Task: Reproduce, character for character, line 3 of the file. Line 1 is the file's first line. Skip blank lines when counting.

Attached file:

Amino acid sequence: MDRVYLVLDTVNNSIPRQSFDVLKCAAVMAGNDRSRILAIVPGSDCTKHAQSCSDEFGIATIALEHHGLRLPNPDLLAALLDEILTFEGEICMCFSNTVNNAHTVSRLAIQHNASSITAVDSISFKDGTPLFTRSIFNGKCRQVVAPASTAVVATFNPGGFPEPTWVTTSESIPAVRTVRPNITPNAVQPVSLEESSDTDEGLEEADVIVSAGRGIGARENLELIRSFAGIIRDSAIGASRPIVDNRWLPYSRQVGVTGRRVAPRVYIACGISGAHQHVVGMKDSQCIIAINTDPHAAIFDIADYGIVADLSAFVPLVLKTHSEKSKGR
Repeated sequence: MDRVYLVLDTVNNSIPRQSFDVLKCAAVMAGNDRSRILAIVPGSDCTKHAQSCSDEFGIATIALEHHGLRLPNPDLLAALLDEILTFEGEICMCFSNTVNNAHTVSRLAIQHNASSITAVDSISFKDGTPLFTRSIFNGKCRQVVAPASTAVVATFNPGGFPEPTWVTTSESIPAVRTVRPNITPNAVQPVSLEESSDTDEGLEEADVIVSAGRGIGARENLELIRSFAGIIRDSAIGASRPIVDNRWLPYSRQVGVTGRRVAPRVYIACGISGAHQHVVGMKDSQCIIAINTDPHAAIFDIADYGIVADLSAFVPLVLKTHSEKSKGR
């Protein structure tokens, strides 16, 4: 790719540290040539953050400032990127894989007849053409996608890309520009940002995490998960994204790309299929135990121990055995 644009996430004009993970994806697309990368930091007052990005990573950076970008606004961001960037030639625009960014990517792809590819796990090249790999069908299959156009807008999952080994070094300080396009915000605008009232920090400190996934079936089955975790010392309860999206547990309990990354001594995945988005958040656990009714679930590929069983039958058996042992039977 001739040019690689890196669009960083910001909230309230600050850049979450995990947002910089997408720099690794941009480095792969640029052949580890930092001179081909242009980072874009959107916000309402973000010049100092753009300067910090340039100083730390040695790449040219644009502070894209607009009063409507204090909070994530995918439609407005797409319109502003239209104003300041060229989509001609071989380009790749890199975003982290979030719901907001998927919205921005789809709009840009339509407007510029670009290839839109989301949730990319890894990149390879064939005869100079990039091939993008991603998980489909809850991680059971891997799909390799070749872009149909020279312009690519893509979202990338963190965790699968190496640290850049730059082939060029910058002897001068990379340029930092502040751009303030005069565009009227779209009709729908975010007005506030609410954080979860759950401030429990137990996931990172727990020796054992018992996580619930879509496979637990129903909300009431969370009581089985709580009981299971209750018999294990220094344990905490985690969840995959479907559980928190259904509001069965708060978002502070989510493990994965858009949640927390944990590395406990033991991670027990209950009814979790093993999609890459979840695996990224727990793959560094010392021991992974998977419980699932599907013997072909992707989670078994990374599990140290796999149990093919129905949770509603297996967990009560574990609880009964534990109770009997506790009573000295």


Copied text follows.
């Protein structure tokens, strides 16, 4: 790719540290040539953050400032990127894989007849053409996608890309520009940002995490998960994204790309299929135990121990055995 644009996430004009993970994806697309990368930091007052990005990573950076970008606004961001960037030639625009960014990517792809590819796990090249790999069908299959156009807008999952080994070094300080396009915000605008009232920090400190996934079936089955975790010392309860999206547990309990990354001594995945988005958040656990009714679930590929069983039958058996042992039977 001739040019690689890196669009960083910001909230309230600050850049979450995990947002910089997408720099690794941009480095792969640029052949580890930092001179081909242009980072874009959107916000309402973000010049100092753009300067910090340039100083730390040695790449040219644009502070894209607009009063409507204090909070994530995918439609407005797409319109502003239209104003300041060229989509001609071989380009790749890199975003982290979030719901907001998927919205921005789809709009840009339509407007510029670009290839839109989301949730990319890894990149390879064939005869100079990039091939993008991603998980489909809850991680059971891997799909390799070749872009149909020279312009690519893509979202990338963190965790699968190496640290850049730059082939060029910058002897001068990379340029930092502040751009303030005069565009009227779209009709729908975010007005506030609410954080979860759950401030429990137990996931990172727990020796054992018992996580619930879509496979637990129903909300009431969370009581089985709580009981299971209750018999294990220094344990905490985690969840995959479907559980928190259904509001069965708060978002502070989510493990994965858009949640927390944990590395406990033991991670027990209950009814979790093993999609890459979840695996990224727990793959560094010392021991992974998977419980699932599907013997072909992707989670078994990374599990140290796999149990093919129905949770509603297996967990009560574990609880009964534990109770009997506790009573000295």